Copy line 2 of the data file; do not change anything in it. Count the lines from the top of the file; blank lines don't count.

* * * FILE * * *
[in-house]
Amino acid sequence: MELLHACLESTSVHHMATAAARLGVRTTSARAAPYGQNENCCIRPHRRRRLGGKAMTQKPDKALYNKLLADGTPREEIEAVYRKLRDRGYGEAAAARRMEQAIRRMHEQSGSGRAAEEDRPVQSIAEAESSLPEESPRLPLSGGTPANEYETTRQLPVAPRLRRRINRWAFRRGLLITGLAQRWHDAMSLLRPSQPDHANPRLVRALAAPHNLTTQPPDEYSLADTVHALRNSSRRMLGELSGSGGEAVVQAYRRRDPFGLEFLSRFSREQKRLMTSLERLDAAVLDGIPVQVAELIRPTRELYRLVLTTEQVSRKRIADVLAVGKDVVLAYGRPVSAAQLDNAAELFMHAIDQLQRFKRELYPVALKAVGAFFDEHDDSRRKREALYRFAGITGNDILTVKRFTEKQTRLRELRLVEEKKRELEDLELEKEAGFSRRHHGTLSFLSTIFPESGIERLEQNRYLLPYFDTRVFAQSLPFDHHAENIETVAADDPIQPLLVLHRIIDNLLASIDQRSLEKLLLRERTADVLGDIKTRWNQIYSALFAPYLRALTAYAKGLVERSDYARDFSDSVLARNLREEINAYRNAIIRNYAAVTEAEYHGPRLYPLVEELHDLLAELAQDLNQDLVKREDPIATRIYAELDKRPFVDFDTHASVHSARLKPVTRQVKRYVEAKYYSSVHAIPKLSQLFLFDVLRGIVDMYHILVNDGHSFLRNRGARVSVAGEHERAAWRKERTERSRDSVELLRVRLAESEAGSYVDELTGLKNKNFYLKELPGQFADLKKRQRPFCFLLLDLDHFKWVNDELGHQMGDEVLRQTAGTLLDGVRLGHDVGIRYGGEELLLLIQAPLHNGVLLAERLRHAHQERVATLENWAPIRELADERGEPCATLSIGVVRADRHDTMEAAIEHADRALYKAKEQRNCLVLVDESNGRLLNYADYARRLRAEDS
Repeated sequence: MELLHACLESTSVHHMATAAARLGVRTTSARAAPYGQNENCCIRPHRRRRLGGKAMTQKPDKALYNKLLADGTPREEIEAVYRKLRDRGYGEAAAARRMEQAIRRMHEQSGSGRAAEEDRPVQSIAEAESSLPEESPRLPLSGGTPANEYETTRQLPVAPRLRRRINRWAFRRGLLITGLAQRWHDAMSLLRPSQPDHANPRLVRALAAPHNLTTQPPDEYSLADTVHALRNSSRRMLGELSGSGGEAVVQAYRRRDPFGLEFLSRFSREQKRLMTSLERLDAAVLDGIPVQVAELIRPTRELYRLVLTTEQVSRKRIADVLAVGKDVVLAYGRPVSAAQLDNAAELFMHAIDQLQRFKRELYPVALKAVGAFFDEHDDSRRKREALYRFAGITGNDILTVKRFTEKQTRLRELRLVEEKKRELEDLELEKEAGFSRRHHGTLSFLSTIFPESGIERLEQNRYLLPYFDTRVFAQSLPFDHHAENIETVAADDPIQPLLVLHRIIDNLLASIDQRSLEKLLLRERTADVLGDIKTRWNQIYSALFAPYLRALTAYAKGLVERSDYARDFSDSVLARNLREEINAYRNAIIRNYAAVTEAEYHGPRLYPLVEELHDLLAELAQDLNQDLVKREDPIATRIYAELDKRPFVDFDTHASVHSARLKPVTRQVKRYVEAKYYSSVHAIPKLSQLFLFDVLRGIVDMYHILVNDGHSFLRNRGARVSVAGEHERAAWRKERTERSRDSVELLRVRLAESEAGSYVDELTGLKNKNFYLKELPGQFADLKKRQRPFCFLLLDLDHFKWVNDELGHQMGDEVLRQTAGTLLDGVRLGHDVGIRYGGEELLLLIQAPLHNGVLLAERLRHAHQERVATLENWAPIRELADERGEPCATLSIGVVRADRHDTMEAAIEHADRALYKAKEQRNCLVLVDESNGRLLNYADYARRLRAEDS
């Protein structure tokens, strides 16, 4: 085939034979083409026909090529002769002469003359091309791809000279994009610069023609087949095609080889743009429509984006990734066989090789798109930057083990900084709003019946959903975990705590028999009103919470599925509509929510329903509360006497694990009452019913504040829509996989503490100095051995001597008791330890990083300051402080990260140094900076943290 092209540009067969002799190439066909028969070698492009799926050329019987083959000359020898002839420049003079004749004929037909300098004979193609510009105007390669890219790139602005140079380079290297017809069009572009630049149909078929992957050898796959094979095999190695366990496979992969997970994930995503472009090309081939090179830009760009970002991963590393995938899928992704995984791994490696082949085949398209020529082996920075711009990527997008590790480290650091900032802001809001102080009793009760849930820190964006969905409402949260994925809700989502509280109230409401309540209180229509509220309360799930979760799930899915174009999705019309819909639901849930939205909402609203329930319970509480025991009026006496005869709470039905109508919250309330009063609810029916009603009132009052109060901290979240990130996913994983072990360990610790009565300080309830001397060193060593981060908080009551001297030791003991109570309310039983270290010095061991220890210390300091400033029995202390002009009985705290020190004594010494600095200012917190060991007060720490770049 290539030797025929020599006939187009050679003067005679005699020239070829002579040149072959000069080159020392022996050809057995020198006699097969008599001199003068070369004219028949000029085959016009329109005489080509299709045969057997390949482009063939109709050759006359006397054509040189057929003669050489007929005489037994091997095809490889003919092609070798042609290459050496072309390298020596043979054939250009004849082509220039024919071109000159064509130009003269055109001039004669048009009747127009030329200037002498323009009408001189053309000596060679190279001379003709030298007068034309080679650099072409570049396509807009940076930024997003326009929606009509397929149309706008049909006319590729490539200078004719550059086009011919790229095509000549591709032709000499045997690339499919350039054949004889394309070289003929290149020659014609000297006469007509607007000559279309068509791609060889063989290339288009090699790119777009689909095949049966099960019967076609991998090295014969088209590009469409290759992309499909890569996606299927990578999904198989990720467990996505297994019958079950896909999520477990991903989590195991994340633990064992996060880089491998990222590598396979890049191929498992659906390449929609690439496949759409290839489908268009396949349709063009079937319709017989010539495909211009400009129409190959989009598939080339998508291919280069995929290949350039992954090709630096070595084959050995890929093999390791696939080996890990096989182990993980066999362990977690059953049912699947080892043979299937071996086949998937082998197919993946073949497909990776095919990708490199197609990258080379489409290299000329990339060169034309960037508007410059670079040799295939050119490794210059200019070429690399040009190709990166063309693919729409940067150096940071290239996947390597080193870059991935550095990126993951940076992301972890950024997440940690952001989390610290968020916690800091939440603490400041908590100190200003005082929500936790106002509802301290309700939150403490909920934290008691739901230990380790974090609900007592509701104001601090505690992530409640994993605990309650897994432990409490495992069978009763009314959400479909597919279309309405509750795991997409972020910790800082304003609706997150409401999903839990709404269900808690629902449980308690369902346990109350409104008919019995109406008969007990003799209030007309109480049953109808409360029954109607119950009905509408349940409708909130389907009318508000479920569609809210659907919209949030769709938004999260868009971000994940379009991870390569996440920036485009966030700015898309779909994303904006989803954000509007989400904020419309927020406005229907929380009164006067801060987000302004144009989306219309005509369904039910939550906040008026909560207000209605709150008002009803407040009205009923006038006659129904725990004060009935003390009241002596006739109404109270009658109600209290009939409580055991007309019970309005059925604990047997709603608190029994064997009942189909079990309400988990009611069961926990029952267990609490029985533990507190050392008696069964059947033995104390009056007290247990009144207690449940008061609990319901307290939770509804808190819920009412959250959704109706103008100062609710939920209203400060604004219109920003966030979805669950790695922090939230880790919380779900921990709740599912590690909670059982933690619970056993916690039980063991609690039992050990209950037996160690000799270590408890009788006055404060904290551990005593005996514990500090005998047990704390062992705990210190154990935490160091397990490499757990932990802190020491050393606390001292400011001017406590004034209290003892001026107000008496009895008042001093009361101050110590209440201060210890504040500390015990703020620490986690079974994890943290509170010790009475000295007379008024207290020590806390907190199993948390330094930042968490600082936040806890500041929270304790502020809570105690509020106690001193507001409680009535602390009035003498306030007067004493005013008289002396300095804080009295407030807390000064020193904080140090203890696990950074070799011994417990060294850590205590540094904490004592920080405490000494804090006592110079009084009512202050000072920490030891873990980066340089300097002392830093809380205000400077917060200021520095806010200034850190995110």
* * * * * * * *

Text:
Amino acid sequence: MELLHACLESTSVHHMATAAARLGVRTTSARAAPYGQNENCCIRPHRRRRLGGKAMTQKPDKALYNKLLADGTPREEIEAVYRKLRDRGYGEAAAARRMEQAIRRMHEQSGSGRAAEEDRPVQSIAEAESSLPEESPRLPLSGGTPANEYETTRQLPVAPRLRRRINRWAFRRGLLITGLAQRWHDAMSLLRPSQPDHANPRLVRALAAPHNLTTQPPDEYSLADTVHALRNSSRRMLGELSGSGGEAVVQAYRRRDPFGLEFLSRFSREQKRLMTSLERLDAAVLDGIPVQVAELIRPTRELYRLVLTTEQVSRKRIADVLAVGKDVVLAYGRPVSAAQLDNAAELFMHAIDQLQRFKRELYPVALKAVGAFFDEHDDSRRKREALYRFAGITGNDILTVKRFTEKQTRLRELRLVEEKKRELEDLELEKEAGFSRRHHGTLSFLSTIFPESGIERLEQNRYLLPYFDTRVFAQSLPFDHHAENIETVAADDPIQPLLVLHRIIDNLLASIDQRSLEKLLLRERTADVLGDIKTRWNQIYSALFAPYLRALTAYAKGLVERSDYARDFSDSVLARNLREEINAYRNAIIRNYAAVTEAEYHGPRLYPLVEELHDLLAELAQDLNQDLVKREDPIATRIYAELDKRPFVDFDTHASVHSARLKPVTRQVKRYVEAKYYSSVHAIPKLSQLFLFDVLRGIVDMYHILVNDGHSFLRNRGARVSVAGEHERAAWRKERTERSRDSVELLRVRLAESEAGSYVDELTGLKNKNFYLKELPGQFADLKKRQRPFCFLLLDLDHFKWVNDELGHQMGDEVLRQTAGTLLDGVRLGHDVGIRYGGEELLLLIQAPLHNGVLLAERLRHAHQERVATLENWAPIRELADERGEPCATLSIGVVRADRHDTMEAAIEHADRALYKAKEQRNCLVLVDESNGRLLNYADYARRLRAEDS